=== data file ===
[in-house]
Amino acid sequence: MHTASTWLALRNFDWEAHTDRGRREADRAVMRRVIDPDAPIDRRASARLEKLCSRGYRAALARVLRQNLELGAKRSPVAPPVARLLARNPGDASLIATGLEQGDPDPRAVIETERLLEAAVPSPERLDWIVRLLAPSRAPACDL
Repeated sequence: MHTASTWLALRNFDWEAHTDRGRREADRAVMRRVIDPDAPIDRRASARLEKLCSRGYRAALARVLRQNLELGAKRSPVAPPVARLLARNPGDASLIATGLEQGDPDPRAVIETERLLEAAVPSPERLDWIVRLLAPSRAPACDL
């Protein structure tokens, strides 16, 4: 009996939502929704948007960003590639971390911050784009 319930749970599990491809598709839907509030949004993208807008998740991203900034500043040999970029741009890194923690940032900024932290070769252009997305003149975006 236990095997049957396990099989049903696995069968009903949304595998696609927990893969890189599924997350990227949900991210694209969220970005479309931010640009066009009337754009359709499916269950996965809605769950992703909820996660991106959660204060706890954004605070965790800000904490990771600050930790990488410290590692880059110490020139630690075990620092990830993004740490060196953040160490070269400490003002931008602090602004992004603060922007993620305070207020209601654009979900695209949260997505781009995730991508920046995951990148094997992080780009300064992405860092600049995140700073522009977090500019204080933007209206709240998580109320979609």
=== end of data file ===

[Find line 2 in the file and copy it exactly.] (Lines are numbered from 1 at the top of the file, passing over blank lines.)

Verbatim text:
Amino acid sequence: MHTASTWLALRNFDWEAHTDRGRREADRAVMRRVIDPDAPIDRRASARLEKLCSRGYRAALARVLRQNLELGAKRSPVAPPVARLLARNPGDASLIATGLEQGDPDPRAVIETERLLEAAVPSPERLDWIVRLLAPSRAPACDL